Summer is definitely in full force here in North Idaho. Round 1 of the July heatwaves occurred July 5 through 7 when at least seven high temperature records were broken from Bonners Ferry to Coeur d’Alene and south to Lewiston. Coeur d’Alene saw temperatures soar to 101 degrees on July 5, while Lewiston scorched at 108. Bonners Ferry, Winchester and Sandpoint did not get to 100 degrees, but still managed to break their respective high temperature records for that day. Across the border in Montana, Missoula saw its all-time record high of 105 degrees set in 1973 shattered when it reached 107 degrees on July 6.
We are now finishing up Round 2, and most likely will have broken many more records. I’ve often wondered, when temperatures are in the low 100s, if it would really feel any different at 110 or even 115 degrees. I don’t plan on heading out to places like Lewiston or Orofino to find out though. The all time hottest temperature ever recorded in Idaho was 118 degrees at Orofino on July 28, 1934.
It may be hard to believe, but some locations in the United States see this kind of heat on a much more regular basis. For the first week of July, Las Vegas had an average high temperature of 113 degrees. They had nine consecutive days of over 110 degrees tying a record for the second longest streak of 110-plus degree days (the longest is 10 consecutive days). The overnight low on July 7 for those folks was 90 degrees, which also did break a record for the warmest “minimum” temperature. Not to be outdone, highs in Death Valley, Calif., for the first week of July have averaged 124 degrees.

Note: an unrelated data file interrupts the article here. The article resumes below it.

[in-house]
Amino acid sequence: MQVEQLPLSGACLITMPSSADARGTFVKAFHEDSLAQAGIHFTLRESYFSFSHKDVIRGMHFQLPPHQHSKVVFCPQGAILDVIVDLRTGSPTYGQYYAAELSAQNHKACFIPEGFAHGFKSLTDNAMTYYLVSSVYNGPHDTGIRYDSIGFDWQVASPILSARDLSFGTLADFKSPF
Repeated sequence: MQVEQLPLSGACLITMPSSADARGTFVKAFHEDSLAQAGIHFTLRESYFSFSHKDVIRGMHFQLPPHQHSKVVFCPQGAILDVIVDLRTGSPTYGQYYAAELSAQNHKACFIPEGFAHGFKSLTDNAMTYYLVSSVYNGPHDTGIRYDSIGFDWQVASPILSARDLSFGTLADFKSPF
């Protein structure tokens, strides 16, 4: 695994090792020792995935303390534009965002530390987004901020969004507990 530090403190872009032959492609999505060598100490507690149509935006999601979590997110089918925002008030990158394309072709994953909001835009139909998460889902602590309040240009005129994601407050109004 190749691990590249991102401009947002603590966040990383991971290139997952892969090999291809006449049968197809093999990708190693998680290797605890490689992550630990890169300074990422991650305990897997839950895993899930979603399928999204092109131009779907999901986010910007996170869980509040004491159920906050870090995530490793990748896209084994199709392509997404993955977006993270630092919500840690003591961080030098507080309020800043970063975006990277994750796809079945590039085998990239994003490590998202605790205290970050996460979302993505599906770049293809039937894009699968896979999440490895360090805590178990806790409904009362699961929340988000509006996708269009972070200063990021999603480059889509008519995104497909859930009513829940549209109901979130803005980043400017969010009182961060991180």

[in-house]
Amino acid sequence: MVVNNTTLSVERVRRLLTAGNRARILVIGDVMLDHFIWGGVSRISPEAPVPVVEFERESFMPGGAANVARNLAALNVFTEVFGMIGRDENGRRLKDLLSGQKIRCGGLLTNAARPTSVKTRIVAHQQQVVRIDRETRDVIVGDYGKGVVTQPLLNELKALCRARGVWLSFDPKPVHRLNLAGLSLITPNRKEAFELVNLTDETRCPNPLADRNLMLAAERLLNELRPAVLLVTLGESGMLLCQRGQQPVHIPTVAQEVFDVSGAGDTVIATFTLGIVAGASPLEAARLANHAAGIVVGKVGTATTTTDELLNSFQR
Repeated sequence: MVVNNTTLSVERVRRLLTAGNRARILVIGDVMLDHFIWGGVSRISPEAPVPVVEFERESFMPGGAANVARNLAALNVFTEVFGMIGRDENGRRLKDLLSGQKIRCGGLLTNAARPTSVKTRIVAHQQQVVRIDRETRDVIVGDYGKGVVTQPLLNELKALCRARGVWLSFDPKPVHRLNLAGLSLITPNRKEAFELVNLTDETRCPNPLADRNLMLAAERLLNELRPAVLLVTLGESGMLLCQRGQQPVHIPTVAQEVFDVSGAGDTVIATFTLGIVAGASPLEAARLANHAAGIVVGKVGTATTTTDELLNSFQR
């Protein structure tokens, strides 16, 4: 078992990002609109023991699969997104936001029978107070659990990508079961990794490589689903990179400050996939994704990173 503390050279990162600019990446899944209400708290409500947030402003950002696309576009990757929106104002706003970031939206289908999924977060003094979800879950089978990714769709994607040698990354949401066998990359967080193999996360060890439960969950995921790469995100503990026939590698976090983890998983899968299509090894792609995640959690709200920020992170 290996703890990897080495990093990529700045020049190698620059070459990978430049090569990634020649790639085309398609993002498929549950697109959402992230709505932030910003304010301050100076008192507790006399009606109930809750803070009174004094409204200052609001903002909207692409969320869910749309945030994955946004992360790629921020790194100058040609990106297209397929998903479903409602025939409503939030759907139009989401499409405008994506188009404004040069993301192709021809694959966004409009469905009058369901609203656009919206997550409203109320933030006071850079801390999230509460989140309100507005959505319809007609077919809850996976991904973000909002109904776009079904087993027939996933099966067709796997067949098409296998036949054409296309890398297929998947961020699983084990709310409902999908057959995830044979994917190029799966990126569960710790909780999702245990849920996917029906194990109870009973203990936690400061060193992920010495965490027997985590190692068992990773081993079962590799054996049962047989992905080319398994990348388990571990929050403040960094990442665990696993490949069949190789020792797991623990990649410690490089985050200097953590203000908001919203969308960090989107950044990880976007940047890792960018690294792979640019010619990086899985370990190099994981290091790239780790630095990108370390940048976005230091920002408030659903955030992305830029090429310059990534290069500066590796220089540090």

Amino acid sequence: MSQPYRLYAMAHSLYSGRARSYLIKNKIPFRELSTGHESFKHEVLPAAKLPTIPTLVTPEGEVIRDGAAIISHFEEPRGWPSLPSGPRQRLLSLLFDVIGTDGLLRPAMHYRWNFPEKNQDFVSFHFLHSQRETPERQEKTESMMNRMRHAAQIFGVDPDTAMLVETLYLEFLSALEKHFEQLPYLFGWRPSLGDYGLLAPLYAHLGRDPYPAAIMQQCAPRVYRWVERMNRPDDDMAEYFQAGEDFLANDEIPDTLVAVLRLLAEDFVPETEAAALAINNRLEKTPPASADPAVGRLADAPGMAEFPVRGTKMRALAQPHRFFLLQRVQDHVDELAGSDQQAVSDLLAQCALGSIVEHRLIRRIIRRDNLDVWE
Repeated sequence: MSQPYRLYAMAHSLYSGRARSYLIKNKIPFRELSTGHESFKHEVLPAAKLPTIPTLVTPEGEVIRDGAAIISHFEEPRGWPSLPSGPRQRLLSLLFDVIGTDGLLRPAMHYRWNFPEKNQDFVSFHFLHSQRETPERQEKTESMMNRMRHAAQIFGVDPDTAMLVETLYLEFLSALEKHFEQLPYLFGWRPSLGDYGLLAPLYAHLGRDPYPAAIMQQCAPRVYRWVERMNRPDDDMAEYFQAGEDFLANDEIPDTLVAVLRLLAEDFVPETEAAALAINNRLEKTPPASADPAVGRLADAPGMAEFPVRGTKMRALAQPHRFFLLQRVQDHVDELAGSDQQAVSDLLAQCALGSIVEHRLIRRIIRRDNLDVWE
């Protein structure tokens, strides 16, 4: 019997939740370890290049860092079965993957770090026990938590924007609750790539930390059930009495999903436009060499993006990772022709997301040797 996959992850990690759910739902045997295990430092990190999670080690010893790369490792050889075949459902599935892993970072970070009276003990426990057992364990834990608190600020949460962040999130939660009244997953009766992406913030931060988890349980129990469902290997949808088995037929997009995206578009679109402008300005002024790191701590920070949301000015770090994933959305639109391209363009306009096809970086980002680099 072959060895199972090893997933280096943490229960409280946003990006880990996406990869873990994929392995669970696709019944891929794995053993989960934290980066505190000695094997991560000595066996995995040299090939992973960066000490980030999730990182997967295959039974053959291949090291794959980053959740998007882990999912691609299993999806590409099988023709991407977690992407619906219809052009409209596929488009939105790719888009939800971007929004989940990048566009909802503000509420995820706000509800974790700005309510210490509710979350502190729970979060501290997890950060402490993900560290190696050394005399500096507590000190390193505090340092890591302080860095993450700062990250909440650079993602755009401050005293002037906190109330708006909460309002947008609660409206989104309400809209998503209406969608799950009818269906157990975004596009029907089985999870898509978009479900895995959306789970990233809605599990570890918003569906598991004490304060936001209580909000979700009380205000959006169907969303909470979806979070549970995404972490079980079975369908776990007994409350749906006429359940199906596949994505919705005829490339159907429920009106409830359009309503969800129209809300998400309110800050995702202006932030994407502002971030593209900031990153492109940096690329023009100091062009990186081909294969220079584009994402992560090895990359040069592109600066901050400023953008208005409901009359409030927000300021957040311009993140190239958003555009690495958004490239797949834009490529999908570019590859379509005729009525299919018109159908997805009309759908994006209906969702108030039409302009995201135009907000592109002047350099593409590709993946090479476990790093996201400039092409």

The latest in extreme heat across much of the Western U.S. goes hand in hand with the devastating drought and subsequent wildfires. Hot and dry weather has plagued the Eastern U.S. as well. Atlanta is experiencing the seventh driest year on record with rainfall totals at 12 inches below normal so far this year. Because the atmosphere likes to have some kind of balance, you can probably guess what gets sandwiched in between two hot and dry regions. The answer is the flooded South and Central Plains. Dallas/Fort Worth has been setting weather records of its own, most of them having to do with rainfall. In the first nine days of July, 4.36 inches of rain had fallen. Add to that the 11.10 inches that fell in the month of June. In our neck of the woods, the rain gauge has been bone dry since the wet and stormy weather on June 29.
The seasonal drought outlook produced by the Climate Prediction Center, and which goes through September, paints North Idaho in an area of drought development along with Eastern Washington and Western Montana. We have yet to reach the “peak” of the summer season in terms of high temperatures and dry weather. I don’t expect this will be the last we see of triple-digit highs. There should be a break in temperatures this coming week, though precipitation will be scant. What unsettled weather we do have come along in the next couple of weeks, may end up being more of a liability in the form of dry thunderstorms.
Fire weather season is definitely upon us, and dangerous wildfires will be a real threat across the region in the coming weeks.